Sample Day 3
1:15:00
BRISK

Whole ride on the zone 2/3 border. Aim to be as smooth and consistent as possible with as much time plus or minus 10W or 5bpm from the zone 2/3 border (lactate threshold).

Include 10-15 minutes of core work and stretching post-ride. The core strength pdf from day 1 is attached (paperclip above!) as a reminder.

Sample Day 4
1:15:00
SWEETSPOT

Training at a 'sweetspot' intensity is a very powerful stimulus for improvements in "Maximal Lactate Steady State" (or FTP or 25 mile TT pace). This intensity is considered a balance point: the intensity is great enough that lactate metabolism is under considerable stress - the body is forced to adapt to low blood and muscle pH and improve the shuttle mechanisms that allow lactate to be shifted to other cells more suited to lactate metabolism; yet the intensity is not so great that it significantly limits the volume of training that can be carried out at this intensity.
WARM UP: ensure 15 mins warm up before starting the efforts, worth considering having this contain 5 mins in low end zone 3 to make sure the engine is ready, include this time within the session duration.
MAIN SET: perform specified blocks of effort at the uppermost end of zone 3 i.e. approx 90% of your 25 mile power (or FTP). THIS IS NOT A FULL-ON ZONE 4 EFFORT, but more controlled.
COOL DOWN: add 10 mins of spinning onto session duration if required, not included in session duration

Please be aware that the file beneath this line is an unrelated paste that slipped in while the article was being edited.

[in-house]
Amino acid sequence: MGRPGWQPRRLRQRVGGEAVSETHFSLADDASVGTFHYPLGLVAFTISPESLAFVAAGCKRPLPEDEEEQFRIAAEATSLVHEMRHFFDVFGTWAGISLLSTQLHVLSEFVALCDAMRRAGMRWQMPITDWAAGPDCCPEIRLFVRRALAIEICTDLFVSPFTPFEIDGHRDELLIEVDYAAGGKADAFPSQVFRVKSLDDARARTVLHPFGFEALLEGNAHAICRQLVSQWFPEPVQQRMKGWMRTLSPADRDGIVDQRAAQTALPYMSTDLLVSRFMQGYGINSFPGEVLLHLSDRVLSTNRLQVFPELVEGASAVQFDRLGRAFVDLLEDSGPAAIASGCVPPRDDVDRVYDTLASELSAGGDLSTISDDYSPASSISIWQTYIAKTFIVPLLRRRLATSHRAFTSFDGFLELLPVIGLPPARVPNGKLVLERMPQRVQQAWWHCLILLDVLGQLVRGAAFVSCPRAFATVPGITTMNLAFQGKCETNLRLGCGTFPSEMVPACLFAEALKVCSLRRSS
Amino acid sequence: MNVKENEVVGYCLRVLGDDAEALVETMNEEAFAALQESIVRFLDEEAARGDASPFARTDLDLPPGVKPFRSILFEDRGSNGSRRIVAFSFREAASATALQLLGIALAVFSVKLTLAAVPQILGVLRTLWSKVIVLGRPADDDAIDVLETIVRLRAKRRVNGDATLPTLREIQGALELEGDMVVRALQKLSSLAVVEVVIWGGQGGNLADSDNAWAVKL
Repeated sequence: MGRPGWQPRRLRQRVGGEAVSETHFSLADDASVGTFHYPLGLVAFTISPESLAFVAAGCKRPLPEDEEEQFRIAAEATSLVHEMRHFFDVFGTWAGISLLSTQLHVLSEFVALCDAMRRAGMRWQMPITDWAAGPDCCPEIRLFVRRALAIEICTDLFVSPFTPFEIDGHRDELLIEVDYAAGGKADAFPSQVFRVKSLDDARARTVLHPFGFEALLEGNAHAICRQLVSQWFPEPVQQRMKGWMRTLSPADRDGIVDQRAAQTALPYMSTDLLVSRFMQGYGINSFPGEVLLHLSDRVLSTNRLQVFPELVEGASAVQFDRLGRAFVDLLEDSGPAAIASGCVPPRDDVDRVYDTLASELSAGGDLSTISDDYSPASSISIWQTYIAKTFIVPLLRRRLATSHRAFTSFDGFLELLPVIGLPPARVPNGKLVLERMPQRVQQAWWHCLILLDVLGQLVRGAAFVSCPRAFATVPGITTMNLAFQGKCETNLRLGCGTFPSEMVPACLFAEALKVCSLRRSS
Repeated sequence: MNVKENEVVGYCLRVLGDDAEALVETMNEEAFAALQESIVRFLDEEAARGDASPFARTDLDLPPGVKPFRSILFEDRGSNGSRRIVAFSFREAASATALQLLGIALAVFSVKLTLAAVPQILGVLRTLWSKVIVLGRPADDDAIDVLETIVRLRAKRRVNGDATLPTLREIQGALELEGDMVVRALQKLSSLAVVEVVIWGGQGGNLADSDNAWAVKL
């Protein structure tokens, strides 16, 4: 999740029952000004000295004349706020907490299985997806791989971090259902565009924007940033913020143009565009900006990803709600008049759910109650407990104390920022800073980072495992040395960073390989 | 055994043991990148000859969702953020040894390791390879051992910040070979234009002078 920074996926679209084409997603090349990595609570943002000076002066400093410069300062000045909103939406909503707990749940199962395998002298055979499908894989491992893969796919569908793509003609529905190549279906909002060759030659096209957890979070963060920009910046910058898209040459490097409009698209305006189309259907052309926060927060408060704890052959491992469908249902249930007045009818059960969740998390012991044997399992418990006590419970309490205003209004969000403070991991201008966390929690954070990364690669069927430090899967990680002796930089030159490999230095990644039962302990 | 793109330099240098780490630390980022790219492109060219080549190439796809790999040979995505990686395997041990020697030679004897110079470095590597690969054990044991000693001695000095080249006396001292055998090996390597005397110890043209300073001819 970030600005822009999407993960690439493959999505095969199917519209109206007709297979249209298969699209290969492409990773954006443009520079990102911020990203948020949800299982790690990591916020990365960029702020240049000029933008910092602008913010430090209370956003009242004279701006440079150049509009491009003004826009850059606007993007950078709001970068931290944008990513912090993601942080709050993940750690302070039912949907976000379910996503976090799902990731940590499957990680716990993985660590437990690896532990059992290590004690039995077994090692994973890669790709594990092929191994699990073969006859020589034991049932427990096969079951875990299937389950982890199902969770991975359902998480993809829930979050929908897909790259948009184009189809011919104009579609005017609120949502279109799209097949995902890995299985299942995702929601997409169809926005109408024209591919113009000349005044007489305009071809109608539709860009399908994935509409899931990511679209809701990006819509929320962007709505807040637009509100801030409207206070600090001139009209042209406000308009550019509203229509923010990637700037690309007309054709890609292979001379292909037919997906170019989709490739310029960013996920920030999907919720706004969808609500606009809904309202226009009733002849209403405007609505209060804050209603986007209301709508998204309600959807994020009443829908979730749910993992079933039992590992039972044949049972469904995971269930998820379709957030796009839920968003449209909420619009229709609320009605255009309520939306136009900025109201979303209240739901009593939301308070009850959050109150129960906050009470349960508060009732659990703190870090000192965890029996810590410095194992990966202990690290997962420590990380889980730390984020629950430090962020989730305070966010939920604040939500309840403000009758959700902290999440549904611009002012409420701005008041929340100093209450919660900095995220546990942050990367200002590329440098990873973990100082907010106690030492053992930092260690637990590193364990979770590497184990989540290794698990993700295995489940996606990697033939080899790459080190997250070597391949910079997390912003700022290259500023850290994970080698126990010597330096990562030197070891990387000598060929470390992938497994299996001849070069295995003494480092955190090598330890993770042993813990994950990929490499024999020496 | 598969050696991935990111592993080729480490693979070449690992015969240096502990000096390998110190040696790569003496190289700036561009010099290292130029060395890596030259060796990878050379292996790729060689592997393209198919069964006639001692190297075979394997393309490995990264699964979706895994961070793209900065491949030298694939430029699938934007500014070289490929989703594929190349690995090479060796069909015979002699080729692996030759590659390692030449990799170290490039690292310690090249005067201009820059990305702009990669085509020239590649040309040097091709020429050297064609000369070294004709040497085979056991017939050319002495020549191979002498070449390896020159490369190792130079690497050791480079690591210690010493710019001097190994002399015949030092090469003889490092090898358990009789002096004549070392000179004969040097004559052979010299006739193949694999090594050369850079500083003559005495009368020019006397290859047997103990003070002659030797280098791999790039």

Sample Day 6
1:00:00
OPTIONAL: FAST PEDALS/SPIN UPS

OPTIONAL: Fast pedals
MS: Zone 2 ride with 8 x 30s blocks, bringing cadence up to as fast as possible without bouncing in the saddle. Take a minute of normal pedalling between efforts

Sample Day 7
3:00:00
TEMPO BLOCKS

Tempo blocks
No warm-up / cool down is required, session duration is total session time
MS: Zone 2 ride with blocks of zone 3. Aim for mid zone 3 for intervals specified below, and try to keep the effort as steady as possible.

Sample Day 9
1:15:00
LOW CADENCE BLOCKS

Within an otherwise steady ride (zones 1-3) at freely chosen cadence, perform specified blocks at a cadence of 50-70rpm. Aim to keep upper body still and relaxed and keep pressure on the pedals all the way around the pedal stroke. These can be performed on flat roads of climbs. Recovery between each rep should be at 'normal' freely chosen cadence (generally 85-100rpm) Progression comes from lower cadences within the above range, increase in power output, or in the typical way with intervals - longer reps/more reps/less recovery.

Sample Day 10
1:15:00
BRISK

Whole ride on the zone 2/3 border. Aim to be as smooth and consistent as possible with as much time plus or minus 10W or 5bpm from the zone 2/3 border (lactate threshold).

Include 10-15 minutes of core work and stretching post-ride.

Dan Henchy
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PBscience

I'm currently working with the GB para cycling team so unable to take on any 1-2-1 coaching clients. Please do check out the training plans!